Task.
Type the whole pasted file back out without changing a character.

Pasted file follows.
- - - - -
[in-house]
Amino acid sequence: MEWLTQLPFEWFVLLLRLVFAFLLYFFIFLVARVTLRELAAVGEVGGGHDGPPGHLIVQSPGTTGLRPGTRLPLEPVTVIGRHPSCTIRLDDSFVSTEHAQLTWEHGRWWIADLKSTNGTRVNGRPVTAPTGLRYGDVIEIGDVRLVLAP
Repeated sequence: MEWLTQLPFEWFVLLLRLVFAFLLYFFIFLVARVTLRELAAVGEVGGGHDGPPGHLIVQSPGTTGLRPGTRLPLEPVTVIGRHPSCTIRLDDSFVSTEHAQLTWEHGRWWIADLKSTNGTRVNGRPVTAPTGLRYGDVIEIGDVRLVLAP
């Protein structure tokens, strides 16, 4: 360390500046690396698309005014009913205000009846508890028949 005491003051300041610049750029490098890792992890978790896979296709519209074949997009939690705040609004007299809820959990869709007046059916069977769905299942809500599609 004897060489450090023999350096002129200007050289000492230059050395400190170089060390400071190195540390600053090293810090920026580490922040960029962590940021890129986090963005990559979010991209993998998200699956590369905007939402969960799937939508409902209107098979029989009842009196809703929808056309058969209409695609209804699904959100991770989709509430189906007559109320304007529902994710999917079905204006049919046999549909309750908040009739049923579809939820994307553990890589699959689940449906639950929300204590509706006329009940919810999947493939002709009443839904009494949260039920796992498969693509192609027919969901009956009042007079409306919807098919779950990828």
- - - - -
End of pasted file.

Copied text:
[in-house]
Amino acid sequence: MEWLTQLPFEWFVLLLRLVFAFLLYFFIFLVARVTLRELAAVGEVGGGHDGPPGHLIVQSPGTTGLRPGTRLPLEPVTVIGRHPSCTIRLDDSFVSTEHAQLTWEHGRWWIADLKSTNGTRVNGRPVTAPTGLRYGDVIEIGDVRLVLAP
Repeated sequence: MEWLTQLPFEWFVLLLRLVFAFLLYFFIFLVARVTLRELAAVGEVGGGHDGPPGHLIVQSPGTTGLRPGTRLPLEPVTVIGRHPSCTIRLDDSFVSTEHAQLTWEHGRWWIADLKSTNGTRVNGRPVTAPTGLRYGDVIEIGDVRLVLAP
């Protein structure tokens, strides 16, 4: 360390500046690396698309005014009913205000009846508890028949 005491003051300041610049750029490098890792992890978790896979296709519209074949997009939690705040609004007299809820959990869709007046059916069977769905299942809500599609 004897060489450090023999350096002129200007050289000492230059050395400190170089060390400071190195540390600053090293810090920026580490922040960029962590940021890129986090963005990559979010991209993998998200699956590369905007939402969960799937939508409902209107098979029989009842009196809703929808056309058969209409695609209804699904959100991770989709509430189906007559109320304007529902994710999917079905204006049919046999549909309750908040009739049923579809939820994307553990890589699959689940449906639950929300204590509706006329009940919810999947493939002709009443839904009494949260039920796992498969693509192609027919969901009956009042007079409306919807098919779950990828």